Slicing and Dicing

This morning, I drove to RTP to meet with a dentist who is doing research into some specific protein in teeth that perhaps mixes with calcium and... yeah, honestly, his interests were far too complicated for me to really understand. There was a lot of technical, elemental explanation going on. He has been collaborating, however, with the geochemist at UNC in trying to figure out if dentine from different areas of a tooth provide different strontium signatures. If they do, it is theoretically possible to track one person's movement throughout his or her adolescence - on a scale of months rather than years or decades. So he seemed interested in my project and was actually impressed by my box full of 2,000-year-old teeth. (No one else ever is.)

The process of sawing them into thirds was actually fairly simple. He "glued" the tooth to an acrylic pad using simple heated wax. The pad with attached tooth was then positioned above the saw blade, which spun through water to help lubricate its path through the tooth, and then sliced it in two. He moved the saw blade about 3 mm and made a second cut. The tooth, still attached to the wax, was cut into three pieces. The idea, I guess, is to extract both the enamel and the dentine from an area as close as possible to the dento-enamel junction - about 100 microns from this junction in either direction. The closer the enamel is to the DEJ, the earlier in a person's life it was formed. So the idea is to take a sample of enamel very close to the DEJ while not getting any dentine contamination. This is the middle section of a lower left first molar that he sectioned for me. There isn't a lot of enamel left, as you can see indicated by the red line. This individual (from Castellaccio, which had more dental wear than Casal Bertone) had worn his teeth down, even though he was under 20 years old. But there's a lot of dentine to choose from, which is good.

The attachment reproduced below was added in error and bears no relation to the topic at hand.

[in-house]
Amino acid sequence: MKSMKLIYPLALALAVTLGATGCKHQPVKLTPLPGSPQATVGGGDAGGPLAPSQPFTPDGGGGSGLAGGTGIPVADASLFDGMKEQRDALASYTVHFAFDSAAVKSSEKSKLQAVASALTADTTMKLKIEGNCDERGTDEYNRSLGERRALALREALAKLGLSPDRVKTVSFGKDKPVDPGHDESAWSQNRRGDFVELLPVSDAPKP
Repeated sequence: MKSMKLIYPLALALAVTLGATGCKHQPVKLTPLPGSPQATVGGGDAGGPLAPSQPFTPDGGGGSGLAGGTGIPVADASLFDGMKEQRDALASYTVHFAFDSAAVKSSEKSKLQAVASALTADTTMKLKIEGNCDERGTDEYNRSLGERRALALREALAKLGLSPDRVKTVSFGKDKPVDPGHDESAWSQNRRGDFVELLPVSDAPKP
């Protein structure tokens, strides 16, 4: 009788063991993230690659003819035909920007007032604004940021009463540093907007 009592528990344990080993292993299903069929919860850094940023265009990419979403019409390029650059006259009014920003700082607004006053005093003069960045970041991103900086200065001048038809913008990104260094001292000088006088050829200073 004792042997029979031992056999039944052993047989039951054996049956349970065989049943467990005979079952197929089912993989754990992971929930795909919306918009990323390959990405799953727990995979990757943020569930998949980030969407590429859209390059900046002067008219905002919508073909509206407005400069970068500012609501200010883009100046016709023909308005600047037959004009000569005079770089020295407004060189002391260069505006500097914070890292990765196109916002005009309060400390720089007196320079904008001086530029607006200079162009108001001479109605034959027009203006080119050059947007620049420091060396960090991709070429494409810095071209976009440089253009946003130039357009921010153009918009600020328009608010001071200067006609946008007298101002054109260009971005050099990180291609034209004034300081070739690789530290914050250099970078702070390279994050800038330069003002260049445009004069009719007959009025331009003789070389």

As I noted a few days ago, I was worried that needing enamel from near the DEJ would eliminate some of the children from my study. While it does eliminate very young children (infants whose cusps are just forming), we sectioned the first molar of a child who was around 3-4 years old when he or she died, and there was plenty of dentine. So teeth that I extracted from the crypt (our word for a tooth socket in an archaeological sample devoid of flesh) will likely produce some very good samples of both enamel and dentine. Yay! This is the tooth that the dentist sectioned for me - note the abundance of enamel and clearly demarcated dentine. There's also some sort of organic matter (possibly root material, or possibly mummified/petrified tissue), which is the brown lump in the lower right.

I'm all set up to saw teeth into thirds now, but I'll need to go to the geochem lab tomorrow or Wednesday to learn how to use the drill that will extract the enamel and dentine. And then learn how to prepare those samples for SEM. Yeesh.

The weirdest thing was when the dentist asked me if I wanted to take any precautions against disease when cutting the teeth. I asked what he meant by that, and he said that diseases like hepatitis can survive for a long time in organic material like dentine - and he doesn't want me getting hep-B from ancient Romans. It would be pretty hilarious to explain to Student Health that I got a communicable disease from Oldeus Diseaseus, but I honestly don't think I'm at any kind of risk for catching anything. If I survived plowing through the Casal Bertone skeletons that were covered in rat droppings and cat urine, I doubt that teeth will hurt me. Will they?


Heather said…
1. Nerd Woman is utterly fascinated.

2. Use precautions. =)

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